Which is more important—the process of writing or the product that results? It’s not something we think much about, but as creatives, one of these two things is typically motivating us. And it’s good to know what our drivers are. I’m glad David Duhr is talking about this today, because it’s providing a lot of food for thought.
When I meet with a new book coaching client I always start our first session with two questions:
Why do you want to write a book?
Why do you want to publish a book?
Between you and me, here’s what I’m really asking: Which is more important to you, process or product?
For some writers, publishing a finished product is the only goal, the writing itself the tedious obstacle standing in the way. For others, the allure lies in the creative act, the getting there, and publication is a consideration consigned to the future, if ever.
If you’re not sure which group you belong to, contemplate this (and then let us know your answer in the comments!):
Would you rather wake tomorrow morning to find your name on the front of a pristine, freshly published book but with no recollection of having written it? Or would you prefer to relish the years-long process of writing your masterpiece, even if no one ever reads it but you?
Therapy for the Artistically Challenged
There’s an old Northern Exposure episode that does a great job of driving this point home. One of the characters, Holling, has taken up painting by number. He only mildly enjoys the hobby but is monstrously attached to the product.
When his wife, Shelly, says his latest landscape should go on their tavern’s wall, Holling says, “You think it’s that good?” I.e., is this painting even more impressive than he already believes it to be?!
So Holling displays the painting in the bar, opening himself up to praise but also to that thing so many of us fear so intensely: Criticism.
“Hell, that’s not painting,” another character says with a scornful laugh. “That’s paint-by-numbers. That’s therapy for the artistically challenged. That’s what they prescribe for cretins in dayrooms.”
Cold Ice Water & Hot Fire
As artists ourselves we’re crushed on Holling’s behalf, having too-easy recall of our own “Hell, that’s not painting” moments. Here’s one of mine:
One day I sent my beta reader a new story. I was helplessly, hopelessly in love with it, and I knew he would be, too. I basically said as much when I sent it: “You’re going to love this one. I think it’s the best thing I’ve ever written.”
He replied — in caps — “I DO NOT LIKE THIS STORY.”
I imagine I looked like Holling when I read that. I almost gave up writing entirely, just like Holling vows to abandon painting.
“The more I got into [painting],” he says to fellow artist Chris, “the more I thought, well, maybe I’ve got a little talent.”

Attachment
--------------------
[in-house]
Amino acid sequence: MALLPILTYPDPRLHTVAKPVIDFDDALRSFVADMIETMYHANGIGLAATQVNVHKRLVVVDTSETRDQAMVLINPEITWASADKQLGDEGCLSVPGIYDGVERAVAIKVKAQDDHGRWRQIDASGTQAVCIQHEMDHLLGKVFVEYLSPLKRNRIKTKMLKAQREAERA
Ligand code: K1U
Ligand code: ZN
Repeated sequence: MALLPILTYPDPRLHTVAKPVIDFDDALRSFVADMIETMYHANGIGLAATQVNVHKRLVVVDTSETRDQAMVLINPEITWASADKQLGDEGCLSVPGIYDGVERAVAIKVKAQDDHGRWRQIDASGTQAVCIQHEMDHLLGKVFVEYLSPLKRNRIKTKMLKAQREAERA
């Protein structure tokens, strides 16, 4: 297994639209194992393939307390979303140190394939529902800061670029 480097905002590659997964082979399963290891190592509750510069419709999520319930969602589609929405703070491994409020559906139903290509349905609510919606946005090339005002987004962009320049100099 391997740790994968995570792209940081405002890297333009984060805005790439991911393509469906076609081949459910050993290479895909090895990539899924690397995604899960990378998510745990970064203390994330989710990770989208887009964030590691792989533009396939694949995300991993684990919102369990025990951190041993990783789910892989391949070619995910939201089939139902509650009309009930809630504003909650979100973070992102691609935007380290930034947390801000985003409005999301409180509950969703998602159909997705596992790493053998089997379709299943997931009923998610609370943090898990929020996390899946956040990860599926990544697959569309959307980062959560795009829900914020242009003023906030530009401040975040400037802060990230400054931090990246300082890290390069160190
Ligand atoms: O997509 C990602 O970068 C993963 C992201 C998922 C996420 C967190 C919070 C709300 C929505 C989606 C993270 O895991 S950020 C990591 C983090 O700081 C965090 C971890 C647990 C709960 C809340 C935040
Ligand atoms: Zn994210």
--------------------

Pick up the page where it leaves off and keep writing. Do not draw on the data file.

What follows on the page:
“Oh, and now you don’t?” Chris says.
Those critical comments, Holling tells Chris, were like a bucket of ice water being dumped on his head.
We all know that feeling. Harsh criticism can take a writer’s breath away. The only way to avoid it is to not show your work—to undergo the process but keep to yourself the product. (At which point you have only to deal with your internal critic.)
Art … Is a Process
Quasi-philosopher Chris tries to reframe the way Holling approaches his art. “You’ve got a very basic problem,” he says. “You’re confusing product with process. Most people, when they criticize, they’re talking about product. Now, that’s not art — that’s the result of art. Art … is a process.”
To drive home his point, Chris drags a bewildered Holling into the basement and urges him to slide the painting into the furnace. “It’s not your painting anymore,” Chris says. “It stopped being your painting the moment you finished it.”
And a reluctant Holling nudges his work into the flames.
The Doing and the Having
By going to that extreme — and sometimes we must go to extremes — Holling learns a few lessons I’d like to learn: By not investing the whole of his artistic identity in the quality of the result, he can…
enjoy both process and product.
appreciate the product even if it’s not perfect.
recognize the progress he’s made since beginning the journey.
break free from the need for validation by others.
Fast-forward to a reinvigorated Holling again painting by number—but now happily, while giving away his products to friends.
“You’re cranking ’em out like sausages, babe,” Shelly says.
“You know, Chris says it’s all in the doing,” Holling says. “Tell you the truth, I think there’s a lot to be said for the having.”
That’s the space I’d like to live in. I’m planted firmly in the process-oriented, burn-the-product-with-fire camp, but partly because I find it difficult to tolerate my finished work, and showing it fills me with dread. For example, I’ve loved writing this post, but I’m sure I’ll find the result unspeakably repugnant. So the question becomes: If I liked my writing but not the act of writing it, would I still write?
Probably. There’s no right or wrong here.
If publication is what matters to you, undertaking the process is the only way to get there. Draw whatever nourishment from it you’re able. If none, so be it.
If the process is where it’s at for you, enjoy it. Dwell in it, feed off of it. If at the end, you want to publish, cool; if not, cool. Enjoy the journey, and to hell with the destination.
But if you can find your way to appreciating both, crank ’em out like sausages and enjoy the doing and the having.
You can find his writing in the Dallas Morning News, Publishing Perspectives, Electric Lit, and many others.
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